Recently, Farhat applied pressure on a number of restaurants, shops and malls to install ramps so as to make public places more accessible to special people. She was succesful in making ramps at: Pizza Hut (Mohammad Ali Society Branch), Shoe Planet, Chen One, the new Naheed Store, Gazebo, Hardees, Café 76 and Pond’s Skin Care Centre and Tony & Guy Salon at Dolmen Mall.

Farhat’s is a woman on a mission and her fight has not been easy; she requires all the support she can get. She is truly a brave individual with a desire to make a difference in her community. We support her and wish her best of luck in her struggles for this noble cause.

Categories: Altruism, Compassionate Skills, Courage, Gratitude, Self Compassion | Tags: , , , , , | 7 Comments

Thanking Jinnah – Father of the Nation

Imagine this:

As we celebrate sixty-five years of independence, we also celebrate the freedom to express ourselves, practice our religion, develop and cherish our nation, our culture. As we walk freely, no part of the country is off limits. We feel free to express our religious and political views; unafraid of religious discrimination, whether in our educational institutions or our workplaces. We paint the country green on the 14th of August, light up the sky with fireworks on New Year’s Eve and decorate our homes with candles on the 12th of Rabi-ul-Awal. Freedom is when we flood our cafés and street-side restaurants to watch team Pakistan play cricket. Or, when we unite to support our countrymen struck by natural disasters and in this unity we truly take pride in being Pakistanis. Or, when we relish in the success of a Pakistani filmmaker when she wins an Oscar. Imagine the taste of freedom such that we grow so accustomed to it that we take it for granted.

Gratitude for JinnahIt seems a far-fetched dream considering the Pakistan we see around us today. But, in fact, we are free individuals: our thoughts; our actions are not bound. For us the sky can truly be the limit, and all because of one man: Muhammad Ali Jinnah, revered as our Quaid-e-Azam (Great Leader) and Baba-e-Quam (Father of the Nation).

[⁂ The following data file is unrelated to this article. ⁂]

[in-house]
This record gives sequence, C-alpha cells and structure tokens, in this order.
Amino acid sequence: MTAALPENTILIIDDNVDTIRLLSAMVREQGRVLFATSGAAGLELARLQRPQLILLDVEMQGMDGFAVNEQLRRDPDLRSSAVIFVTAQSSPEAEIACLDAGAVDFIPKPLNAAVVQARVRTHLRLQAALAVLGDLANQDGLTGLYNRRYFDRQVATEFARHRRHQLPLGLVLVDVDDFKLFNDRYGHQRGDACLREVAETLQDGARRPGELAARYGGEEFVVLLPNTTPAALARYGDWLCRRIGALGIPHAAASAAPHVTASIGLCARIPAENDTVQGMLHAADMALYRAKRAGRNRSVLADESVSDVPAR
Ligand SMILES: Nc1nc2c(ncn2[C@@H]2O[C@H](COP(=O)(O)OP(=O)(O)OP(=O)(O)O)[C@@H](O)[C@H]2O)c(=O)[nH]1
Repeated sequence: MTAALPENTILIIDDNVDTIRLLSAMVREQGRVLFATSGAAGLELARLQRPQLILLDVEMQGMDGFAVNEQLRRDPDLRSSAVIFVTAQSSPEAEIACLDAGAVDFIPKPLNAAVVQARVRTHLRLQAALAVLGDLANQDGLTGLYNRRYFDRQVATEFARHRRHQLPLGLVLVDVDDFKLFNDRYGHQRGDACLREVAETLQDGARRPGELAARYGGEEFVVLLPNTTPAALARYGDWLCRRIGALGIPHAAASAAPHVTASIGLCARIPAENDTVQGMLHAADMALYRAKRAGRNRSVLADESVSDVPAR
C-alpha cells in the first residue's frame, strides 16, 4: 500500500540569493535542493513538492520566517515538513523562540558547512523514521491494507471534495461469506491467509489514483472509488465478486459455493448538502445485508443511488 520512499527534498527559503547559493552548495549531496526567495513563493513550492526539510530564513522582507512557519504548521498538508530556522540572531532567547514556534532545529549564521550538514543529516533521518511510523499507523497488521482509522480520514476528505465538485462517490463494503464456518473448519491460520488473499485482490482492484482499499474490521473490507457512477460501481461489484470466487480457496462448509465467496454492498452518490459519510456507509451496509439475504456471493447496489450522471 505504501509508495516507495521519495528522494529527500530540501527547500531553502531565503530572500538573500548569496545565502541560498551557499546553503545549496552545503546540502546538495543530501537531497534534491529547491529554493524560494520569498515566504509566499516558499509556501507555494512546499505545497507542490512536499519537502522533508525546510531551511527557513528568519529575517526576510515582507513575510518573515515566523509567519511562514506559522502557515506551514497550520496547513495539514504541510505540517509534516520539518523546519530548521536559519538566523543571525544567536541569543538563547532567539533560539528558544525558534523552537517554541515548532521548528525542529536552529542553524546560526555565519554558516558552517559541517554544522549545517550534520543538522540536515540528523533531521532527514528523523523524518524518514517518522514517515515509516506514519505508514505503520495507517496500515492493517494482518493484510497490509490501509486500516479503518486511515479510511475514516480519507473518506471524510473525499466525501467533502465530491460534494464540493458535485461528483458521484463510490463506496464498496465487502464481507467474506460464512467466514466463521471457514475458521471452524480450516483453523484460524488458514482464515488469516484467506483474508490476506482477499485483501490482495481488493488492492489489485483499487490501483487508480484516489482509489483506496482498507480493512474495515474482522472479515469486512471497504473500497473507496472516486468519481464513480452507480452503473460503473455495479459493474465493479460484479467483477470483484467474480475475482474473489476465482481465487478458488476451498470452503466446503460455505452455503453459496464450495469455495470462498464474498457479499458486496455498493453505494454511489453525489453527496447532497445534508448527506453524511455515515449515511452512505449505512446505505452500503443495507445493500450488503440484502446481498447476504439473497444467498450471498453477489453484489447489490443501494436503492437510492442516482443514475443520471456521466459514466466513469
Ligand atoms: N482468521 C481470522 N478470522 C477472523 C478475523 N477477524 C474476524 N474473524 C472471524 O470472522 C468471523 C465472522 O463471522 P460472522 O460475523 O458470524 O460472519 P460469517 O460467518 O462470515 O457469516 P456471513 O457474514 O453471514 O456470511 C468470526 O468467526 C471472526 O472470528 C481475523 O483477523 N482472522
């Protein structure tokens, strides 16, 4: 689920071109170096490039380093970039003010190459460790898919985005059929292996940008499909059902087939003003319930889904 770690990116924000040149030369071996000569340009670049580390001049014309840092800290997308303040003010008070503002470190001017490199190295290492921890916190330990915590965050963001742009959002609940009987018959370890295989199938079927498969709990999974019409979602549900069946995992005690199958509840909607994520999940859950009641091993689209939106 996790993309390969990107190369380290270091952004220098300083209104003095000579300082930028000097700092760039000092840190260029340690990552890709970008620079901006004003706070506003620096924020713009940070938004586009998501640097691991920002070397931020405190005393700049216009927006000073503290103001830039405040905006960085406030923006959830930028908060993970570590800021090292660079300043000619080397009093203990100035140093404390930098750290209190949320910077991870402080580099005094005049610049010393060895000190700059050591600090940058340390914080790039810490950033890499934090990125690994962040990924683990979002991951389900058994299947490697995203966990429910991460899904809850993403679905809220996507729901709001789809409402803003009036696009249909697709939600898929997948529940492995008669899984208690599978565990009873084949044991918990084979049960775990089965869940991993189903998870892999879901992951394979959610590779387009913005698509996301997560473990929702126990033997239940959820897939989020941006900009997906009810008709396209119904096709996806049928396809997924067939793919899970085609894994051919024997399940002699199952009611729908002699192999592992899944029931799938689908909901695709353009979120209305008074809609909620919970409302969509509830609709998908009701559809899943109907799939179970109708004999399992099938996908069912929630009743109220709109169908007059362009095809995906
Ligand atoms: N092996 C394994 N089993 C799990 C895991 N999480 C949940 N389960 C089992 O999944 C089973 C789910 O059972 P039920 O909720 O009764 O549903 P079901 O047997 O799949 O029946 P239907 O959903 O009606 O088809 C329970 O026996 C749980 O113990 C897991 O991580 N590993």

Jinnah was a man not only with vision that inspired a dream, but also a man with the drive to achieve that dream. He was selfless in his sacrifices for his people and courageous enough to always be truthful. People followed him and his ideals and eventually acquired a piece of land which they can now call their own.

Even after its creation, Pakistan desperately needed a charismatic leader and the Quaid fulfilled that need profoundly. After all, he was more than a mere Governor-General: he was the Quaid-e-Azam who had brought the State into being; he is after all the Father of the Nation. He worked hard until overpowered by age and disease and died on 11th of September 1948.  How true was Lord Pethick Lawrence – the former Secretary of State for India – when he said, “Gandhi died by the hands of an assassin; Jinnah died by his devotion to Pakistan”.

On the 25th of December, Pakistan observes the Quaid’s birthday as a national holiday and lets its heart swell with gratitude for the man who altered the course of history, modified the map of the world, created a nation state and yielded enormous power whilst remaining incorruptible. We, as Pakistanis, thank the Quaid for his dream and his struggles that gave us our homeland. But what would the Quaid say if he saw his beloved Pakistan today? He created a nation where he hoped love, unity and respect would flourish; and yet today we seem to stand divided. Divided in our beliefs, our values, our ideals, our dreams. The dream that gave us our identity and once united us has now left us disintegrated. Undeniably we come together as an unbeatable force in the face of disasters and national crises; showing the world our capabilities and our compassion for the suffering. But, how about pulsating together as one heartbeat as the norm rather than the exception?

This 25th of December why not make a pact to thank our Quaid by keeping his dream alive each and every day? Our lives and our destinies would perhaps have been very different if it had not been for him. Let us truly unite in the love we harbor for our Baba-e-Quam, as we appreciate him for all his sacrifices and devotion to the nation he created and called Pakistan.

Categories: Compassionate Skills, Gratitude | Tags: , | 1 Comment

Create a free website or blog at